I Am A Big Fan

Review of I Am My Own Wife at Seattle Repertory Theatre by Olivia M.

Nick Garrison in I Am My Own Wife at Seattle Repertory Theatre. Photo by Chris Bennion.

For me, going to see plays, either for work or just for fun, can be a total hit and miss. Sometimes I just can’t connect with the characters or the storyline and then the night becomes a total drag, but sometimes, everything goes just right, and you just have to sit back to enjoy and respect a great work of art. That’s how it was when I saw I Am My Own Wife, which is both immensely interesting in subject and really well crafted.

Switching seamlessly between characters, Nick Garrison performs an interpretation of the playwright’s journey through meeting and getting to know one Charlotte von Mahlsdorf, who is summed up quite perfectly by a quote from the play: "It seems to me you’re an impossibility; you shouldn’t even exist," which is exactly how I felt upon learning the details of Ms. von Mahlsdorf’s life. Starting her life as Lothar Berfelde in East Berlin, she fought and killed her abusive Nazi father, and survived both the Nazi and Communist regimes, which is impressive even before you learn she was a transvestite through it all. She was an extraordinarily courageous woman, secretly preserving ordinary items which would one day illustrate early 1900s German life, and with them made a museum which became a community hotspot for the East Berlin homosexual scene, which was forced into hiding in the highly oppressive regimes of the time.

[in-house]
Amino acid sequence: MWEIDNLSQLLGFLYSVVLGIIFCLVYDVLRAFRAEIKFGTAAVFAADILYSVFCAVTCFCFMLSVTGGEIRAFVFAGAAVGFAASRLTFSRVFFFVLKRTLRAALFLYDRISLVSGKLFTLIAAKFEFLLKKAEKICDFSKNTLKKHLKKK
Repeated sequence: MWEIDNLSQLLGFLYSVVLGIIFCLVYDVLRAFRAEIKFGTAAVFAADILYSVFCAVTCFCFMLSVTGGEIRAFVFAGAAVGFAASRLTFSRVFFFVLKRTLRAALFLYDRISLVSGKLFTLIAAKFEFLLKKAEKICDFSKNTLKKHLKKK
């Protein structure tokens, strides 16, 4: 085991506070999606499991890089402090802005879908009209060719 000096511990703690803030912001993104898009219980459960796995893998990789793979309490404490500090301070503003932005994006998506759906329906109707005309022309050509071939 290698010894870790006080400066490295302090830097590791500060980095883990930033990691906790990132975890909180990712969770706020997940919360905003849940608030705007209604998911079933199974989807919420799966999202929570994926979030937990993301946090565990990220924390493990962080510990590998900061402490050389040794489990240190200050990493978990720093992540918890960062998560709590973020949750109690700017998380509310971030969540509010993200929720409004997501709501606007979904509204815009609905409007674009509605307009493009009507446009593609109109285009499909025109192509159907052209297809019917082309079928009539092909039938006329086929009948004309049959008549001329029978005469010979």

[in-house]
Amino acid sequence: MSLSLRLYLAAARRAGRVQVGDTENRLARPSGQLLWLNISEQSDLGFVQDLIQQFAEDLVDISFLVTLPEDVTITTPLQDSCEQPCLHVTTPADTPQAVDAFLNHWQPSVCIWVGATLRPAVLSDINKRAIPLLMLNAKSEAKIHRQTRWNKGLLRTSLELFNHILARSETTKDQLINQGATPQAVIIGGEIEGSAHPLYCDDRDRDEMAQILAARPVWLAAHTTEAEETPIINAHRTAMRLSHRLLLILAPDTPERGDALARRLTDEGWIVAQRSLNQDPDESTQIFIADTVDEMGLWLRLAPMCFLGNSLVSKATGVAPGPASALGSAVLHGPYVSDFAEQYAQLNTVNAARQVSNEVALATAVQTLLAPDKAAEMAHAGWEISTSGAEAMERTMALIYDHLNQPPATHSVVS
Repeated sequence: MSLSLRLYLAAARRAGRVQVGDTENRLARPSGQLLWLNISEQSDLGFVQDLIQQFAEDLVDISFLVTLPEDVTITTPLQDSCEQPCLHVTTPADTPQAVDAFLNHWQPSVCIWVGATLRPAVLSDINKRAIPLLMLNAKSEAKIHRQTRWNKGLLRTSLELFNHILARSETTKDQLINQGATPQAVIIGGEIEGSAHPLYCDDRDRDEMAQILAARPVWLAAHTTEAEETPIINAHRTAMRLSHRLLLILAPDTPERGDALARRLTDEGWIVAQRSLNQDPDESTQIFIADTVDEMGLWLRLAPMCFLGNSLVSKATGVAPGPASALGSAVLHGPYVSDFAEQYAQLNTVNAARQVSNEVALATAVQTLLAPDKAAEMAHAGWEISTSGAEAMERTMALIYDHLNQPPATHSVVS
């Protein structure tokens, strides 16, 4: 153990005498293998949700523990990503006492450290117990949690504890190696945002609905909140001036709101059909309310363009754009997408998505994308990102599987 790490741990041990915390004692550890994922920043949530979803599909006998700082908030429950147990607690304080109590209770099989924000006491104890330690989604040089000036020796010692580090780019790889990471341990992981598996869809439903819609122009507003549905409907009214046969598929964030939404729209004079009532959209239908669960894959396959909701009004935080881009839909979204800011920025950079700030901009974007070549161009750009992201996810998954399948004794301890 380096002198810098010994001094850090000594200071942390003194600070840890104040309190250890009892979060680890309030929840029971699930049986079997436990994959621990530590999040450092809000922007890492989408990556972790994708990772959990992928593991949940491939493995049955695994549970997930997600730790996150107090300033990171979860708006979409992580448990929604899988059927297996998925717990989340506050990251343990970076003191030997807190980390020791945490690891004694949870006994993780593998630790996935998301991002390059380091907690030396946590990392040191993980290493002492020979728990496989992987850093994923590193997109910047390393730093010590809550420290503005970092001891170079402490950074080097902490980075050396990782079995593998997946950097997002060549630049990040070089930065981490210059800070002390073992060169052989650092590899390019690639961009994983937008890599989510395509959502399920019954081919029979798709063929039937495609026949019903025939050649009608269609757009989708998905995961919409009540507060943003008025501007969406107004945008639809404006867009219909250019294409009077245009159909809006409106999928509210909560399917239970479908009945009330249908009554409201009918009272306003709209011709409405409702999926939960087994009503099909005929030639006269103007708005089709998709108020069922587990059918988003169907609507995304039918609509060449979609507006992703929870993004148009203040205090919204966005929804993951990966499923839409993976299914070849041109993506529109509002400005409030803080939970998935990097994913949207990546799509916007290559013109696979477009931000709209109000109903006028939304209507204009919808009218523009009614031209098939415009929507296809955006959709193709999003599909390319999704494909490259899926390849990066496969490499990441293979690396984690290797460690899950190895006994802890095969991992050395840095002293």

Nick Garrison in I Am My Own Wife at Seattle Repertory Theatre. Photo by Chris Bennion.

Playwright Doug Wright did a fantastic job of sucking me into the emotional ups and downs of his experience with von Mahlsdorf, as well as emotionally attaching me to her life, regardless of the controversies that become apparent. Late in the second half of the play we learn there are some inconsistencies to the stories given by Charlotte, including accusations of her being a Stasi spy, but, like the playwright, I found it hard to not feel affection for the late heroine.

For this review, it’s hard to restrain myself from bombarding you with a whole bunch of things I want desperately for someone else to know about in some sad attempt to discuss this play telepathically, and that’s how I know I can safely and wholeheartedly recommend it. The show runs until March 10th at the Seattle Rep, and I hope for your own sake you take the time to watch it, appreciate the story and the fabulous acting, and even experience a wonderful “aha” moment as you understand the meaning of the title. You’ll be glad you did.

I Am My Own Wife
Seattle Repertory Theatre
EXTENDED through March 10, 2012

NOTE: Contains mature material. Recommended for ages 16+
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